If you've been following my blog, you may remember that I decided not to run the Indianapolis Monumental Marathon last fall because of the warm forecast. I wasn't concerned about running a slow-for-me time. I was concerned about getting sick. Racing in the heat kills my immune system and I have a history of getting sick for extended periods of time following warm races.
So I played it safe and continued training for Houston. I stayed healthy and had a very strong training cycle. I even PR'ed my 5K in November.Then came Houston. It was warm. Even though I ran a conservative pace, running 26.2 miles at any pace in the heat is a strain on my immune system. Then we went to Mexico for 8 days, where I did nothing but relax in the sun. I did not have any alcoholic beverages because I was concerned about my immune system and I made sure to eat plenty of healthy foods. I had a few sips from Greg's drinks, but that's all.
We flew home on a Tuesday. I ran for the first time post-marathon on Wednesday (30 minutes). On Friday, I noticed a mild sore throat and fatigue. No surprise I caught something on the way back from Mexico-- the airports were very crowded.
On Sunday I took a Covid test and it was negative. On Monday I took another Covid test and it was positive.
I've heard that Covid round two is milder than round one, and that was definitely the case for me. The first time I had Covid (January of last year) my sore throat was extremely painful. I couldn't talk for two days. I took 25 days off from running. This time would be milder, I would be back out there in a week, maybe 10 days max.
Even though my Covid symptoms were mild, there is a huge difference between this illness and last year's illness. Last year I recovered like a normal person. Sure, it took three weeks, but that's not abnormal for this virus. I never felt weak. Walking around always felt normal. The lingering symptoms were the sore throat, cough, and some tiredness.
This time, with a warm marathon still impacting my immune system - I am not recovering like a normal person. I have my FIFTH case of post-viral fatigue. This means I am weak, my body aches, and it's hard to move around.
The most accurate description I have seen comes from Medical News Today: "Post-viral syndrome, or post-viral fatigue, refers to a sense of tiredness and weakness that lingers after a person has fought off a viral infection. It can arise even after common infections, such as the flu. People may experience post-viral symptoms, such as fatigue, for weeks or months after fighting off the infection."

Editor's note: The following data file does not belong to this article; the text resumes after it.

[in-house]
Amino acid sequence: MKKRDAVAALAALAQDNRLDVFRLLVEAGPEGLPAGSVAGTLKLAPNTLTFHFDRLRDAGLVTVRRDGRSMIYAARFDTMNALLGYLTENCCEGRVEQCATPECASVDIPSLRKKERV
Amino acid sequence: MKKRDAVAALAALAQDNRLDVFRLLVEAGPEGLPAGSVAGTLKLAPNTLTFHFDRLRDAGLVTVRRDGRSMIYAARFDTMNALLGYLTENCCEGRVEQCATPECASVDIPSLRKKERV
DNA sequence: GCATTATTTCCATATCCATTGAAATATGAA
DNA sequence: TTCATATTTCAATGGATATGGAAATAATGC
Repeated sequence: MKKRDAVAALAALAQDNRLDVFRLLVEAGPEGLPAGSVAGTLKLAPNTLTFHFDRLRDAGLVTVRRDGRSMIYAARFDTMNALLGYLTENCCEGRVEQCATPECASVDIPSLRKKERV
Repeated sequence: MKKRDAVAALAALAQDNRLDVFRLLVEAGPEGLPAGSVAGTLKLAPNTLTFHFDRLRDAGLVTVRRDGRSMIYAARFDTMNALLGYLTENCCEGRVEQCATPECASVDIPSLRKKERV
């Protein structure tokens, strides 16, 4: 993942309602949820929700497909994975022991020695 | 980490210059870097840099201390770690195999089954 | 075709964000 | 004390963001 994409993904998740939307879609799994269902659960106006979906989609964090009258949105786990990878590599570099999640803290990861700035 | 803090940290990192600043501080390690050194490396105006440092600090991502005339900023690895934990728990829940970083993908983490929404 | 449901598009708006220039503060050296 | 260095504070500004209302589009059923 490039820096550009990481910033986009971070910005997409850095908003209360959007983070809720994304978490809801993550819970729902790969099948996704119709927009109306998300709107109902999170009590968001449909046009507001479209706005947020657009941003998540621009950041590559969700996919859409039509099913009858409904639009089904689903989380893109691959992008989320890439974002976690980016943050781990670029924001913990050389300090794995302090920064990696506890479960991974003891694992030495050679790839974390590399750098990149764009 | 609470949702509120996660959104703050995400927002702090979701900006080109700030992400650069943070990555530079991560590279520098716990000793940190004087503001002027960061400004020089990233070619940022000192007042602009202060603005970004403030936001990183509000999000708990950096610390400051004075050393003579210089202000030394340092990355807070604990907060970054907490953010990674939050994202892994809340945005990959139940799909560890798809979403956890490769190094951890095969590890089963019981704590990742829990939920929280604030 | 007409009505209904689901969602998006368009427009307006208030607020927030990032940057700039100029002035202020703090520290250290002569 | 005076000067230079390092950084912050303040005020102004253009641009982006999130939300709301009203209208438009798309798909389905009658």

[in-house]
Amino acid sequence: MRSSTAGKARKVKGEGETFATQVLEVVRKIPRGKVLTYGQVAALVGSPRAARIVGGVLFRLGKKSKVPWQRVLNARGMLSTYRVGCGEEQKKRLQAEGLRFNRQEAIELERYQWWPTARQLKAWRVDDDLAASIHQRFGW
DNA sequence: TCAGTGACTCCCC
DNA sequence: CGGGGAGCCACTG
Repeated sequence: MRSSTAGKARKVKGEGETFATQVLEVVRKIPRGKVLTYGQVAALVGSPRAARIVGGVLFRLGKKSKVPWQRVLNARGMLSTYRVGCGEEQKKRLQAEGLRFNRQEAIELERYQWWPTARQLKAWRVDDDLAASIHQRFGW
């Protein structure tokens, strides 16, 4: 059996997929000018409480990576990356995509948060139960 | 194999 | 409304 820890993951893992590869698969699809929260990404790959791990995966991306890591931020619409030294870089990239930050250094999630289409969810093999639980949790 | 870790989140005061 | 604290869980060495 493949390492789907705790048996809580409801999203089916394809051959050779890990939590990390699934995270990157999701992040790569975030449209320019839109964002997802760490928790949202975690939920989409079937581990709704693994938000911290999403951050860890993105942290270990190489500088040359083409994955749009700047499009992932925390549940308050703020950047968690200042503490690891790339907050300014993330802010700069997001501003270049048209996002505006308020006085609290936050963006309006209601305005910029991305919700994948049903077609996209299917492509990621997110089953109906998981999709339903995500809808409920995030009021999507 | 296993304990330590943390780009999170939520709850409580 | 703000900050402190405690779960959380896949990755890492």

Some doctors say that the Epstein-Barr virus plays a role and can be re-activated during these times. I was tested for this in 2012 and I was positive. (I first had Epstein-Barr/mono in 1999). Not sure if that's the case for me now; the "Post Viral Illness" diagnosis seems to be the most accurate.
I've had these exact symptoms 4 times in the past: 2008, 2012, 2016, 2018. Here's a description that I wrote in my blog post from 2018:
So what, exactly, am I sick with? The best way to describe it is an over-reaction of the immune system triggered by a viral infection. I had a sore throat for the first three days and now my symptoms are:
- Dizziness when standing up from a seated position
- Weakness in the legs and an inability to walk at a normal pace
- General fatigue, and low energy levels, requiring about 1-2 hours of extra sleep per night
- Varying degrees of body aches
I've never had post-viral fatigue that was not preceded by a hot race. This is why I avoid racing anything longer than a 5K in the heat. Although hot 5Ks can cause this same issue, as can consistently running hard workouts in the heat. Last summer I limited myself to only one hard workout a week, and I would choose the coolest day of the week.
The good news is that I now work from home full-time so I don't need to worry about taking short-term disability like I did in 2018. When I was sick in 2016, I actually quit my job because they were not understanding and the stress of the situation was making things worse. I easily found another one.
There's nothing that I can do to speed up recovery, but there are plenty of things I can do to lengthen recovery. I've learned from past experiences and from doctors that it's best to be mostly sedentary. Even though I could manage a short walk (and I had started walking a few days after the Covid test), walks cause setbacks. Even housework can cause setbacks.
My primary physical activities are doing the dishes, doing the laundry, taking showers, and going from room to room in my house. A lot of online shopping has occurred. Kate Spade just so happens to have a zebra line out right now, and thus my bank account took a hit! You can see the photo of the zebra bag, with the tassel being the zebra's tail. Other items were purchased as well!
|New Kate Spade handbag|
I had my first symptoms on Friday, January 27, so I am officially 2 weeks and 1 day into this. I have no idea how long it will last, but if I stay patient and don't push myself, it should be about 4 more weeks. Seems like an eternity, but it's the hand I've been dealt.
Everyone has their strengths and weakness as runners. My greatest weakness is running in the heat. It slows me down more than most and then my immune system suffers. This is why I adjusted my Houston Marathon goal to be 15 minutes slower than the time I trained for. And, as I said earlier, it's why I didn't run Indianapolis last fall. It's not ideal, but that's my weakness and I've learned to manage it to the best of my ability.